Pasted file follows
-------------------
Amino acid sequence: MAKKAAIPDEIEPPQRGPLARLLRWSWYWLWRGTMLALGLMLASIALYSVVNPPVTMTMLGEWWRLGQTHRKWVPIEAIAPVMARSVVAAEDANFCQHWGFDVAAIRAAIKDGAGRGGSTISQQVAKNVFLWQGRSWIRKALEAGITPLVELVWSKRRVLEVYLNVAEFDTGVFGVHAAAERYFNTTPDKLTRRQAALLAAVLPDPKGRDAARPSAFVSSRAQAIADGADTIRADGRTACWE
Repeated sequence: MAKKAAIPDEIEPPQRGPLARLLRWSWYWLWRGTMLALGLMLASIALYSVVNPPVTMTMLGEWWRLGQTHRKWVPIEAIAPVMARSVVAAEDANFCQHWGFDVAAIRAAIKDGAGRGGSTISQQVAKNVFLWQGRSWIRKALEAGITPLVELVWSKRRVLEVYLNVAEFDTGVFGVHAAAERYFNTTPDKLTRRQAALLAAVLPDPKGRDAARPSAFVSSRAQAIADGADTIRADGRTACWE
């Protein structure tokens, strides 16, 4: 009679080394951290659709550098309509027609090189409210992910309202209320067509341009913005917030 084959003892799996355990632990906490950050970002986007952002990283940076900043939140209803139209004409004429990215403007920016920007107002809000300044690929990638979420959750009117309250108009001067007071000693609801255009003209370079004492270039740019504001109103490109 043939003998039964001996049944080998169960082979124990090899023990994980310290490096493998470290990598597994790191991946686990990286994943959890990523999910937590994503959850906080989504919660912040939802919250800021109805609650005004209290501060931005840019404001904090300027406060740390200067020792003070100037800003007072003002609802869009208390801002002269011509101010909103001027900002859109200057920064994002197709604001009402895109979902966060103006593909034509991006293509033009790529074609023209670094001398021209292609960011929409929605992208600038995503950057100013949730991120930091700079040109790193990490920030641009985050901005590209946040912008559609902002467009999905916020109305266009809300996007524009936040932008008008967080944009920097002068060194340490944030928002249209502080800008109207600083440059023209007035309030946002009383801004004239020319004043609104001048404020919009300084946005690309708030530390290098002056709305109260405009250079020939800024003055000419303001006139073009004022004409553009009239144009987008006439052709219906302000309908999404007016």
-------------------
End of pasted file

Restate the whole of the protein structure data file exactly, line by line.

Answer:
Amino acid sequence: MAKKAAIPDEIEPPQRGPLARLLRWSWYWLWRGTMLALGLMLASIALYSVVNPPVTMTMLGEWWRLGQTHRKWVPIEAIAPVMARSVVAAEDANFCQHWGFDVAAIRAAIKDGAGRGGSTISQQVAKNVFLWQGRSWIRKALEAGITPLVELVWSKRRVLEVYLNVAEFDTGVFGVHAAAERYFNTTPDKLTRRQAALLAAVLPDPKGRDAARPSAFVSSRAQAIADGADTIRADGRTACWE
Repeated sequence: MAKKAAIPDEIEPPQRGPLARLLRWSWYWLWRGTMLALGLMLASIALYSVVNPPVTMTMLGEWWRLGQTHRKWVPIEAIAPVMARSVVAAEDANFCQHWGFDVAAIRAAIKDGAGRGGSTISQQVAKNVFLWQGRSWIRKALEAGITPLVELVWSKRRVLEVYLNVAEFDTGVFGVHAAAERYFNTTPDKLTRRQAALLAAVLPDPKGRDAARPSAFVSSRAQAIADGADTIRADGRTACWE
């Protein structure tokens, strides 16, 4: 009679080394951290659709550098309509027609090189409210992910309202209320067509341009913005917030 084959003892799996355990632990906490950050970002986007952002990283940076900043939140209803139209004409004429990215403007920016920007107002809000300044690929990638979420959750009117309250108009001067007071000693609801255009003209370079004492270039740019504001109103490109 043939003998039964001996049944080998169960082979124990090899023990994980310290490096493998470290990598597994790191991946686990990286994943959890990523999910937590994503959850906080989504919660912040939802919250800021109805609650005004209290501060931005840019404001904090300027406060740390200067020792003070100037800003007072003002609802869009208390801002002269011509101010909103001027900002859109200057920064994002197709604001009402895109979902966060103006593909034509991006293509033009790529074609023209670094001398021209292609960011929409929605992208600038995503950057100013949730991120930091700079040109790193990490920030641009985050901005590209946040912008559609902002467009999905916020109305266009809300996007524009936040932008008008967080944009920097002068060194340490944030928002249209502080800008109207600083440059023209007035309030946002009383801004004239020319004043609104001048404020919009300084946005690309708030530390290098002056709305109260405009250079020939800024003055000419303001006139073009004022004409553009009239144009987008006439052709219906302000309908999404007016």